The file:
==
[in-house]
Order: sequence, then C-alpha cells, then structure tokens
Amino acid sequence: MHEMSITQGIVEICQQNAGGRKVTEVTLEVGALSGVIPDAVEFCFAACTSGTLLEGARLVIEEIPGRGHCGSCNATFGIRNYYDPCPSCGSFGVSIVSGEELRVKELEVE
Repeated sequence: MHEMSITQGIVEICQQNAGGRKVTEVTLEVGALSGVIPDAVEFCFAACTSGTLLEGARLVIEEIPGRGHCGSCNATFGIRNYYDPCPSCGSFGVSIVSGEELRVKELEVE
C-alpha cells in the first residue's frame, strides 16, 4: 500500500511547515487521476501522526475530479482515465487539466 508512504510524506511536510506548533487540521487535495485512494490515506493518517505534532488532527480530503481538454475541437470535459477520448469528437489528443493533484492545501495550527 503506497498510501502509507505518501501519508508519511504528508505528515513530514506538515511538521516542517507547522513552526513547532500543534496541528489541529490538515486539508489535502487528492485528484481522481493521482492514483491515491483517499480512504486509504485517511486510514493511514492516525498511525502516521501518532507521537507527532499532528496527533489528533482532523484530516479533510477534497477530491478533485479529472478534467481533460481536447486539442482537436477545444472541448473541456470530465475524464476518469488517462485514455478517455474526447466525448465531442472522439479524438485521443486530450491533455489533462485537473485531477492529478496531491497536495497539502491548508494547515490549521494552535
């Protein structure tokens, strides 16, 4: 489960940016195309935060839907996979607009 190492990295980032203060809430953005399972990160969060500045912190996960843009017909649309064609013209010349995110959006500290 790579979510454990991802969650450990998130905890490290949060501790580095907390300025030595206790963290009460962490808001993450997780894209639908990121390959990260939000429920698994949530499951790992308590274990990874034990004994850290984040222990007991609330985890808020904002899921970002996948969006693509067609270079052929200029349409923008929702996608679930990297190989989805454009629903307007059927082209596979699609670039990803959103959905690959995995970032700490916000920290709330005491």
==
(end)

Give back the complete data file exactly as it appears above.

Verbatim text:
[in-house]
Order: sequence, then C-alpha cells, then structure tokens
Amino acid sequence: MHEMSITQGIVEICQQNAGGRKVTEVTLEVGALSGVIPDAVEFCFAACTSGTLLEGARLVIEEIPGRGHCGSCNATFGIRNYYDPCPSCGSFGVSIVSGEELRVKELEVE
Repeated sequence: MHEMSITQGIVEICQQNAGGRKVTEVTLEVGALSGVIPDAVEFCFAACTSGTLLEGARLVIEEIPGRGHCGSCNATFGIRNYYDPCPSCGSFGVSIVSGEELRVKELEVE
C-alpha cells in the first residue's frame, strides 16, 4: 500500500511547515487521476501522526475530479482515465487539466 508512504510524506511536510506548533487540521487535495485512494490515506493518517505534532488532527480530503481538454475541437470535459477520448469528437489528443493533484492545501495550527 503506497498510501502509507505518501501519508508519511504528508505528515513530514506538515511538521516542517507547522513552526513547532500543534496541528489541529490538515486539508489535502487528492485528484481522481493521482492514483491515491483517499480512504486509504485517511486510514493511514492516525498511525502516521501518532507521537507527532499532528496527533489528533482532523484530516479533510477534497477530491478533485479529472478534467481533460481536447486539442482537436477545444472541448473541456470530465475524464476518469488517462485514455478517455474526447466525448465531442472522439479524438485521443486530450491533455489533462485537473485531477492529478496531491497536495497539502491548508494547515490549521494552535
């Protein structure tokens, strides 16, 4: 489960940016195309935060839907996979607009 190492990295980032203060809430953005399972990160969060500045912190996960843009017909649309064609013209010349995110959006500290 790579979510454990991802969650450990998130905890490290949060501790580095907390300025030595206790963290009460962490808001993450997780894209639908990121390959990260939000429920698994949530499951790992308590274990990874034990004994850290984040222990007991609330985890808020904002899921970002996948969006693509067609270079052929200029349409923008929702996608679930990297190989989805454009629903307007059927082209596979699609670039990803959103959905690959995995970032700490916000920290709330005491």